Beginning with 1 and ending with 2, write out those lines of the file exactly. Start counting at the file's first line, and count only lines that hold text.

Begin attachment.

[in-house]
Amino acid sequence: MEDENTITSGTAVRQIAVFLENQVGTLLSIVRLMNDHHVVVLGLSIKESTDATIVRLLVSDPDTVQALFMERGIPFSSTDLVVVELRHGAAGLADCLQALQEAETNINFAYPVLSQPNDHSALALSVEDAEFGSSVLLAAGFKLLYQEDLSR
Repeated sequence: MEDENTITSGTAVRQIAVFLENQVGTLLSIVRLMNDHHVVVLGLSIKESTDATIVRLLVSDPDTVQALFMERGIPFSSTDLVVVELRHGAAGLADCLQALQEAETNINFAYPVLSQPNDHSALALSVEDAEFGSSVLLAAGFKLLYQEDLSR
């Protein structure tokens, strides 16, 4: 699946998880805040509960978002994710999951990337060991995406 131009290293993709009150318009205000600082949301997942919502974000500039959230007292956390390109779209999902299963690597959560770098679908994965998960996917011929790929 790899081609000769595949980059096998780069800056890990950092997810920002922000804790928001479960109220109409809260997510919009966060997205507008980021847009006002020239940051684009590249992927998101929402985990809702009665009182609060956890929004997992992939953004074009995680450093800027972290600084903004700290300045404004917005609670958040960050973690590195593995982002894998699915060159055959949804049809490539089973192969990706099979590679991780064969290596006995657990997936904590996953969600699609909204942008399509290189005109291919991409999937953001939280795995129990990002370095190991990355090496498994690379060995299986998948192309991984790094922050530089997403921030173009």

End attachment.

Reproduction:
[in-house]
Amino acid sequence: MEDENTITSGTAVRQIAVFLENQVGTLLSIVRLMNDHHVVVLGLSIKESTDATIVRLLVSDPDTVQALFMERGIPFSSTDLVVVELRHGAAGLADCLQALQEAETNINFAYPVLSQPNDHSALALSVEDAEFGSSVLLAAGFKLLYQEDLSR